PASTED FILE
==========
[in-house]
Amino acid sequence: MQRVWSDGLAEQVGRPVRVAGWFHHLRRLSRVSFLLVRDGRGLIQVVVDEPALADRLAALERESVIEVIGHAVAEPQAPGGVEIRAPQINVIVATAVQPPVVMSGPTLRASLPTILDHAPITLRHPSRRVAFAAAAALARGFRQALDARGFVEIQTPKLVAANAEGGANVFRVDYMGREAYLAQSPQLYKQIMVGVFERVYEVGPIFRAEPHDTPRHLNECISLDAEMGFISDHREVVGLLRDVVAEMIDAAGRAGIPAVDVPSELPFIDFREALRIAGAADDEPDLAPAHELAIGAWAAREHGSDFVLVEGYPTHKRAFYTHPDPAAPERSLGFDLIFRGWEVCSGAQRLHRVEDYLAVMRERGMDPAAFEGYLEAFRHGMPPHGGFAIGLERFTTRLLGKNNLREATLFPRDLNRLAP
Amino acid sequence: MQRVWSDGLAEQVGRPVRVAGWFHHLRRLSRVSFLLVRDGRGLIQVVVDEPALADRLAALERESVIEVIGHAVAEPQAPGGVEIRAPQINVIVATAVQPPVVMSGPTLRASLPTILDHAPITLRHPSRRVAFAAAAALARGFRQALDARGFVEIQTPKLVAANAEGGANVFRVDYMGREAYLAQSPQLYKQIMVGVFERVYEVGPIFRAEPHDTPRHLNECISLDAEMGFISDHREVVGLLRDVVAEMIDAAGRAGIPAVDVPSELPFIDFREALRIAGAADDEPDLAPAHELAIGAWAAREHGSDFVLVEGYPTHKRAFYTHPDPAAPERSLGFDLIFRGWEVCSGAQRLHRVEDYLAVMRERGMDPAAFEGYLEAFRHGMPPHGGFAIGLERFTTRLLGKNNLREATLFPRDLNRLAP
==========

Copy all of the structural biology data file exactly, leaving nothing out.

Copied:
[in-house]
Amino acid sequence: MQRVWSDGLAEQVGRPVRVAGWFHHLRRLSRVSFLLVRDGRGLIQVVVDEPALADRLAALERESVIEVIGHAVAEPQAPGGVEIRAPQINVIVATAVQPPVVMSGPTLRASLPTILDHAPITLRHPSRRVAFAAAAALARGFRQALDARGFVEIQTPKLVAANAEGGANVFRVDYMGREAYLAQSPQLYKQIMVGVFERVYEVGPIFRAEPHDTPRHLNECISLDAEMGFISDHREVVGLLRDVVAEMIDAAGRAGIPAVDVPSELPFIDFREALRIAGAADDEPDLAPAHELAIGAWAAREHGSDFVLVEGYPTHKRAFYTHPDPAAPERSLGFDLIFRGWEVCSGAQRLHRVEDYLAVMRERGMDPAAFEGYLEAFRHGMPPHGGFAIGLERFTTRLLGKNNLREATLFPRDLNRLAP
Amino acid sequence: MQRVWSDGLAEQVGRPVRVAGWFHHLRRLSRVSFLLVRDGRGLIQVVVDEPALADRLAALERESVIEVIGHAVAEPQAPGGVEIRAPQINVIVATAVQPPVVMSGPTLRASLPTILDHAPITLRHPSRRVAFAAAAALARGFRQALDARGFVEIQTPKLVAANAEGGANVFRVDYMGREAYLAQSPQLYKQIMVGVFERVYEVGPIFRAEPHDTPRHLNECISLDAEMGFISDHREVVGLLRDVVAEMIDAAGRAGIPAVDVPSELPFIDFREALRIAGAADDEPDLAPAHELAIGAWAAREHGSDFVLVEGYPTHKRAFYTHPDPAAPERSLGFDLIFRGWEVCSGAQRLHRVEDYLAVMRERGMDPAAFEGYLEAFRHGMPPHGGFAIGLERFTTRLLGKNNLREATLFPRDLNRLAP